LEXINGTON, Ky. (FOX 56) – It’s mandatory for many, from corrections officers to construction workers, linemen to lifeguards.

A Kentucky mother is raising awareness about CPR training and concern about a lack of trained specialists in schools.

Kelsey Durham is a mother of two children, ages two and three. Her husband carries a rare form of genetic cardiomyopathy. He’s had multiple heart attacks and a heart transplant. As her kids get closer to going to school, she’s worried they too could develop the disease, but may not have anyone around to get them help if something were to go wrong

“I almost lost my husband. Yeah, that was the scariest moment of my life,” Kelsey told FOX 56. “He lost consciousness went into cardiac arrest, didn’t have a pulse, he was diaphoretic, sweating, blue, foaming at the mouth, and I had to do CPR,” she said describing the moments she had to resuscitate him at a cabin. This was already after he’d had an ICD implanted and his condition became known.

As Kelsey started considering school for her kids she was surprised to find CPR training isn’t required for all school personnel.

“I think it’s a very simple class, it’s a simple task that I think everybody should know how to do,” she said. Part of her frustration with the issue is Kentucky’s requirement for high school students to receive CPR training in order to graduate. But Kentucky law only requires one adult present in a school to be certified in first aid, including CPR.

“I think it’s really scary because one person in a school building. I don’t know, I’ve not been in a lot of other schools – bigger schools, but even Casey County where I went to high school at, our high school, you didn’t have time – you wouldn’t have time if somebody went into cardiac arrest to find somebody,” she said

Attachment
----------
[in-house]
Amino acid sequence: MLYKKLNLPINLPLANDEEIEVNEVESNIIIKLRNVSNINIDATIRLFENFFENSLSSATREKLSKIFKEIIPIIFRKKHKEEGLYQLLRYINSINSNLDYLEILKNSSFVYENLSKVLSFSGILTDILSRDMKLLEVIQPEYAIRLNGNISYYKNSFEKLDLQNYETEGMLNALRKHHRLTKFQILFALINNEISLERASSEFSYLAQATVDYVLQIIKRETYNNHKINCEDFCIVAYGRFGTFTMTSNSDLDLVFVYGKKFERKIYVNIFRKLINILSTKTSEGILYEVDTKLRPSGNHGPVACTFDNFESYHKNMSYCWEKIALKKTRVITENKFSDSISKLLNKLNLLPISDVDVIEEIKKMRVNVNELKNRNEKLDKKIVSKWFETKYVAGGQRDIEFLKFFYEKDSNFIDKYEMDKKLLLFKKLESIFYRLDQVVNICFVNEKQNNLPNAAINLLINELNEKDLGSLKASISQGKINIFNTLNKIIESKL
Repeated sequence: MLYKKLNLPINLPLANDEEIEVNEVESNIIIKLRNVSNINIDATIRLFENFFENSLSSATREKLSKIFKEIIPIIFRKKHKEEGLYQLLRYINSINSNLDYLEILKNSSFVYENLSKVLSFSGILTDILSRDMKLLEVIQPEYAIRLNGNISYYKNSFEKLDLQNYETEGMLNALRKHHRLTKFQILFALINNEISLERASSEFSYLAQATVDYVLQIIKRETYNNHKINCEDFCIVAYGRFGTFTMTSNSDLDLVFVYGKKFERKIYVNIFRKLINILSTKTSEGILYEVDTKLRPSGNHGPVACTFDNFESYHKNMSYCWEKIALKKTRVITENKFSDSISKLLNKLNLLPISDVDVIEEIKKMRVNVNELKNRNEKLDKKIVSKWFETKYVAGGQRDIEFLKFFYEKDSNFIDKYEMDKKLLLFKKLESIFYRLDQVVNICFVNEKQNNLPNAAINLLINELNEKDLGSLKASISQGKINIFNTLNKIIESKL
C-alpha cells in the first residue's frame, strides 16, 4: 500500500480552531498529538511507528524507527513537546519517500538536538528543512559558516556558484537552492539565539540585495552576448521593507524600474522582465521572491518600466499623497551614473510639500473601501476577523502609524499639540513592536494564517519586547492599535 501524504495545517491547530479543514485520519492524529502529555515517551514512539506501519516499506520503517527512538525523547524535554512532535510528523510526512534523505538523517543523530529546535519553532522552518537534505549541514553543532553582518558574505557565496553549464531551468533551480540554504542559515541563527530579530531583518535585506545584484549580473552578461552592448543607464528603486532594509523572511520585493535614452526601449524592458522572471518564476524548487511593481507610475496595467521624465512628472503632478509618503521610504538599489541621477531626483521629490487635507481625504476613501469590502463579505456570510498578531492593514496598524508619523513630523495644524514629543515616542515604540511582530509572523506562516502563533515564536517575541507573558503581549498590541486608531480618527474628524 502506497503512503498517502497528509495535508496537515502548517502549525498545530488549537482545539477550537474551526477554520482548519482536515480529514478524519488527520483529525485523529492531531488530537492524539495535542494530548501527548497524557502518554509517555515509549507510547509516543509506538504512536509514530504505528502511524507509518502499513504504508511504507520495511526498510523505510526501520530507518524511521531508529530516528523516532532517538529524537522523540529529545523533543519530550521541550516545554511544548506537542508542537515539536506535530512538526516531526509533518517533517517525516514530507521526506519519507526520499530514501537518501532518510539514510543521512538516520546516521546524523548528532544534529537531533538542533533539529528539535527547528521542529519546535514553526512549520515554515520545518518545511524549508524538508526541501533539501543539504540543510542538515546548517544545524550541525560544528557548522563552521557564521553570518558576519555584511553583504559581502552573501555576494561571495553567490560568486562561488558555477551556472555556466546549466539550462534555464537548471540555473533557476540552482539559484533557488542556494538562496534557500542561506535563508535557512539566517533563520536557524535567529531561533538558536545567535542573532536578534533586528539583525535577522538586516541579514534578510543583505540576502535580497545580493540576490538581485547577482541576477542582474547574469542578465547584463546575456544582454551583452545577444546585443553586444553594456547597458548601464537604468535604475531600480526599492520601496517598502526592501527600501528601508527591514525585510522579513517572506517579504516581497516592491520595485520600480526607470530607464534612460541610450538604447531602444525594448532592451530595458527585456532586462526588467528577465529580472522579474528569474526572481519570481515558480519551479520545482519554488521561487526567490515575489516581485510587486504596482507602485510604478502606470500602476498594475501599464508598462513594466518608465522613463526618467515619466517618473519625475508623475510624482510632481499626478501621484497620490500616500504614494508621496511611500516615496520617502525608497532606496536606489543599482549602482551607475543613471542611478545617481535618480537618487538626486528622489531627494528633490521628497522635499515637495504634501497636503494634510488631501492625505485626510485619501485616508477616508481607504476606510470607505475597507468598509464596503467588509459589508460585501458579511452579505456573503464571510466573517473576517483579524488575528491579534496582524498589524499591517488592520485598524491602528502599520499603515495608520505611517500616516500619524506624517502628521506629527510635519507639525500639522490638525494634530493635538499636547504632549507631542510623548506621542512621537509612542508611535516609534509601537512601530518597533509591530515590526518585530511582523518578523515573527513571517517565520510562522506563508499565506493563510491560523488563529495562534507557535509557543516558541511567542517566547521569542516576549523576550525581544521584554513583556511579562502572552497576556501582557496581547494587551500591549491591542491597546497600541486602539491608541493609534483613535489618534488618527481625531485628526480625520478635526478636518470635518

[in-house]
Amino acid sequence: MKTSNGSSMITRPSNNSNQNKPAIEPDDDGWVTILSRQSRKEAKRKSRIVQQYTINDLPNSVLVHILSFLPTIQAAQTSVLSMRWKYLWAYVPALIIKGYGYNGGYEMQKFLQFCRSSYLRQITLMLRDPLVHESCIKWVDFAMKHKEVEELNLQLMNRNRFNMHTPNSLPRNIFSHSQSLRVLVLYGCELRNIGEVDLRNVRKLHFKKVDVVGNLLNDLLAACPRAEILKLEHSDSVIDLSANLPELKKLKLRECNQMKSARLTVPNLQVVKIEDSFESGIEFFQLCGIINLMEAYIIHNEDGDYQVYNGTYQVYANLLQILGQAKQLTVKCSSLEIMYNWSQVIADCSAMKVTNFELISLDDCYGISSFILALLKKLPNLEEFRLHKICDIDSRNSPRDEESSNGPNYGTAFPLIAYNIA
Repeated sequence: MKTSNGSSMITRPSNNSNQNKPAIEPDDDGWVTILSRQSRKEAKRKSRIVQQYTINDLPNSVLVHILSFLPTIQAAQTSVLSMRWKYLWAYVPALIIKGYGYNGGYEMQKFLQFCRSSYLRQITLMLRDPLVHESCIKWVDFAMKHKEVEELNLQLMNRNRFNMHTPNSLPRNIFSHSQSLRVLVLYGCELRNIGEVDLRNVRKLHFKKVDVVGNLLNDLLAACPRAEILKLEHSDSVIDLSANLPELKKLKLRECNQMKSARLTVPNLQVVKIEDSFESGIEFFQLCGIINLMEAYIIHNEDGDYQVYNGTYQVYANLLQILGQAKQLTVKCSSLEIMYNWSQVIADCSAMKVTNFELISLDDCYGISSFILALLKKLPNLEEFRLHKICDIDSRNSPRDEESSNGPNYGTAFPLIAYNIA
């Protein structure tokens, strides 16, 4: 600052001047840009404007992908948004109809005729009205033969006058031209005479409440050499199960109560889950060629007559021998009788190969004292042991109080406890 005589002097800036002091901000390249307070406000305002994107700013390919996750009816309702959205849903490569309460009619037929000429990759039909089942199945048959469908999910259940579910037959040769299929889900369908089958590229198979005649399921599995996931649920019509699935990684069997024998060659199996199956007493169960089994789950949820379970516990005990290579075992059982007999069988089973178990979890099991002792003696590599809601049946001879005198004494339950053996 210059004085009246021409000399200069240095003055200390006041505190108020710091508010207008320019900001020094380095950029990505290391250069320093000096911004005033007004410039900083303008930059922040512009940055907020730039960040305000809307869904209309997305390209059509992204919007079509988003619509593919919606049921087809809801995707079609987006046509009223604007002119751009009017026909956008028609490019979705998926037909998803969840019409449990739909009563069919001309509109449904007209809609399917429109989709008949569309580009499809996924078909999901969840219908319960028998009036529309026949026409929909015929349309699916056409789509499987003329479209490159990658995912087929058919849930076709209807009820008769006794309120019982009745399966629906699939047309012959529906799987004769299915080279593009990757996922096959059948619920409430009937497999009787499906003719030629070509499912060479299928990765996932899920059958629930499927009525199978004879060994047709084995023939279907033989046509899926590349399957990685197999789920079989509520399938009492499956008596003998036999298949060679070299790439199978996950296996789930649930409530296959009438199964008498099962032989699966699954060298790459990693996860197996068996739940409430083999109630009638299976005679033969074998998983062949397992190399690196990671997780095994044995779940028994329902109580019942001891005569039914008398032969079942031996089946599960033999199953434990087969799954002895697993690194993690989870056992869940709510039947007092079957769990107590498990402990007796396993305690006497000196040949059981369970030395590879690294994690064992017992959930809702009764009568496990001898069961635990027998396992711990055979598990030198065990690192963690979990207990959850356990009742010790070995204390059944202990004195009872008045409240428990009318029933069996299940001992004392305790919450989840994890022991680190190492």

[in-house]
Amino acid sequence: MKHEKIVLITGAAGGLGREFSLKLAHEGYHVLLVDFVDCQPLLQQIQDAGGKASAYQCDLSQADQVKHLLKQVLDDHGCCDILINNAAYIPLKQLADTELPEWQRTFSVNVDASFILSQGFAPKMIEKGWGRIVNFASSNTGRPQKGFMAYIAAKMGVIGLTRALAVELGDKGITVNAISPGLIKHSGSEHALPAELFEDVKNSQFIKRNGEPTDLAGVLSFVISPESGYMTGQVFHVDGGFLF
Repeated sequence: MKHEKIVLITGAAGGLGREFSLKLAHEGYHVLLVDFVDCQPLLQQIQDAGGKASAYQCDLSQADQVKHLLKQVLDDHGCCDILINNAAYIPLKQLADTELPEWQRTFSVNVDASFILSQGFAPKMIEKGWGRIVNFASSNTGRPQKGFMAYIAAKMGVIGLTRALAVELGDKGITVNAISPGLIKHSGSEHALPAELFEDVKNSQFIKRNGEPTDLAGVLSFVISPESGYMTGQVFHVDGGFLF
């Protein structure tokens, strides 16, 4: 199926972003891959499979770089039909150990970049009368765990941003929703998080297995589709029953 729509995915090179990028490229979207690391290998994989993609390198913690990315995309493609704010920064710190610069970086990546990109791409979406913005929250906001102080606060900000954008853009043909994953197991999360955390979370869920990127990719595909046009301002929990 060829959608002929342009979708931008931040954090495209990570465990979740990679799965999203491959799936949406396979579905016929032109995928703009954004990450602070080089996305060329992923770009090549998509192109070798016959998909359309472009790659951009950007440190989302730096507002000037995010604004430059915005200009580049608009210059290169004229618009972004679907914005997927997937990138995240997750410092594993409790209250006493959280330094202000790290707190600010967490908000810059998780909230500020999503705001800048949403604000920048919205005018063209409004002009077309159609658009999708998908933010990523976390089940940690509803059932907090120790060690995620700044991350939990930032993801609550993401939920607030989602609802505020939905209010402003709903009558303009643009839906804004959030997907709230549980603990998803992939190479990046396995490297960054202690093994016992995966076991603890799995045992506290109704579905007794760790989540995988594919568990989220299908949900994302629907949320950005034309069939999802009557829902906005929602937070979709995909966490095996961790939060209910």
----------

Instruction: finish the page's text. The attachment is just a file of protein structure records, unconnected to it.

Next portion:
Kelsey wants that to change. Right now, only 18 states in some form mandate CPR training for school personnel, according to data from the National CPR Foundation. Kentucky State Sen. Max Wise (R-Campbellsville) chairs the Senate Education Committee and sponsored the 2016 bill introducing the CPR requirement for students. It doesn’t require the training be provided by a certified instructor

“The training was for local school districts to take care of with their local EMS so we didn’t want to put any burdensome mandate,” Wise told FOX 56.

Not every district limits itself to what the law requires, but even a larger district like Fayette County Public Schools only requires two CPR-trained staff per building. Jane Lynch, an instructor for CPR of Lexington, said the training is not intensive.

“You allow 4 hours for the class but the DVD is about an hour and 20 minutes – view and do. So really between an hour and a half -two hours, you’re in and out,” Lynch told FOX 56.

“You’ve got to know what to do, time is absolutely precious. You do not have time to wait to find somebody who knows what to do,” Kelsey said.

FOX 56 reached out multiple times to the Kentucky Department of Education to get their perspective on this issue and did not receive a response. Kelsey said she has reached out to lawmakers who have said they’re willing to take a look. For now, she’s building grassroots support and encourages people that feel passionate about the issue to contact their local lawmaker or school district.

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